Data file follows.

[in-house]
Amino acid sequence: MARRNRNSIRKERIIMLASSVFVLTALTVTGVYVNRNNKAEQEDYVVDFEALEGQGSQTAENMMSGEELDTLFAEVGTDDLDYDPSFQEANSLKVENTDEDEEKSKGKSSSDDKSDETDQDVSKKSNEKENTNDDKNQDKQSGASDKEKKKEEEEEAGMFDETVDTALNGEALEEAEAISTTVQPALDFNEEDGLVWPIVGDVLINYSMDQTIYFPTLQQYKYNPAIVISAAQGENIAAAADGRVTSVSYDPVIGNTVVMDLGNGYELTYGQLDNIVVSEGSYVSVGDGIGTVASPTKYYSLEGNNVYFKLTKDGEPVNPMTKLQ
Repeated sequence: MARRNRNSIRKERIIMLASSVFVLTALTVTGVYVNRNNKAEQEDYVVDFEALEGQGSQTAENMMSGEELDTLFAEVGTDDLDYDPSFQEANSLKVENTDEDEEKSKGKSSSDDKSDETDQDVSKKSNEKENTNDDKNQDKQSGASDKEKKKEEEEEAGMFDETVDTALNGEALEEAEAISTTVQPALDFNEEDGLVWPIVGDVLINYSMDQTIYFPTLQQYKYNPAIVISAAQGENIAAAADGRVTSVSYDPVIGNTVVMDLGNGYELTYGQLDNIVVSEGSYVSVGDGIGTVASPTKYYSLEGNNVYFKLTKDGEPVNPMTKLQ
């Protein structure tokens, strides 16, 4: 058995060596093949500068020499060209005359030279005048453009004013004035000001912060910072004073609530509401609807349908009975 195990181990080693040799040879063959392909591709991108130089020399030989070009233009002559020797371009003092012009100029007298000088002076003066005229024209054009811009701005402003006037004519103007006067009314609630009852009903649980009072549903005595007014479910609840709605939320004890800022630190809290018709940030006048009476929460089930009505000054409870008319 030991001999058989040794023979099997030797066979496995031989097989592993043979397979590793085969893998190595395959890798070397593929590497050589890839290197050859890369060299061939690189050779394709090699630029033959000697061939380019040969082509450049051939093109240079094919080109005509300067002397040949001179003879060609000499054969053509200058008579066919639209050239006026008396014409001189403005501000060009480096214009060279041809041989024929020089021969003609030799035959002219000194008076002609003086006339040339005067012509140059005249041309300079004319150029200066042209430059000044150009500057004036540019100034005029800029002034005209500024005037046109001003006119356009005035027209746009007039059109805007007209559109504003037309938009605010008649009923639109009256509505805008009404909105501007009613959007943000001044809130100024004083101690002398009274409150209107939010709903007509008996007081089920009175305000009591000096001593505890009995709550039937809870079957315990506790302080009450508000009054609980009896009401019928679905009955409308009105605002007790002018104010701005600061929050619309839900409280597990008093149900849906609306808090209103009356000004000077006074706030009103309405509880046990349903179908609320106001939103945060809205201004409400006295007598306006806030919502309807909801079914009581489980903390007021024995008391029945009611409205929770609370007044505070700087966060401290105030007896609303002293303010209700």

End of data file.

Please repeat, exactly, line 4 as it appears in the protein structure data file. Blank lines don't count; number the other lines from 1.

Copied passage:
């Protein structure tokens, strides 16, 4: 058995060596093949500068020499060209005359030279005048453009004013004035000001912060910072004073609530509401609807349908009975 195990181990080693040799040879063959392909591709991108130089020399030989070009233009002559020797371009003092012009100029007298000088002076003066005229024209054009811009701005402003006037004519103007006067009314609630009852009903649980009072549903005595007014479910609840709605939320004890800022630190809290018709940030006048009476929460089930009505000054409870008319 030991001999058989040794023979099997030797066979496995031989097989592993043979397979590793085969893998190595395959890798070397593929590497050589890839290197050859890369060299061939690189050779394709090699630029033959000697061939380019040969082509450049051939093109240079094919080109005509300067002397040949001179003879060609000499054969053509200058008579066919639209050239006026008396014409001189403005501000060009480096214009060279041809041989024929020089021969003609030799035959002219000194008076002609003086006339040339005067012509140059005249041309300079004319150029200066042209430059000044150009500057004036540019100034005029800029002034005209500024005037046109001003006119356009005035027209746009007039059109805007007209559109504003037309938009605010008649009923639109009256509505805008009404909105501007009613959007943000001044809130100024004083101690002398009274409150209107939010709903007509008996007081089920009175305000009591000096001593505890009995709550039937809870079957315990506790302080009450508000009054609980009896009401019928679905009955409308009105605002007790002018104010701005600061929050619309839900409280597990008093149900849906609306808090209103009356000004000077006074706030009103309405509880046990349903179908609320106001939103945060809205201004409400006295007598306006806030919502309807909801079914009581489980903390007021024995008391029945009611409205929770609370007044505070700087966060401290105030007896609303002293303010209700």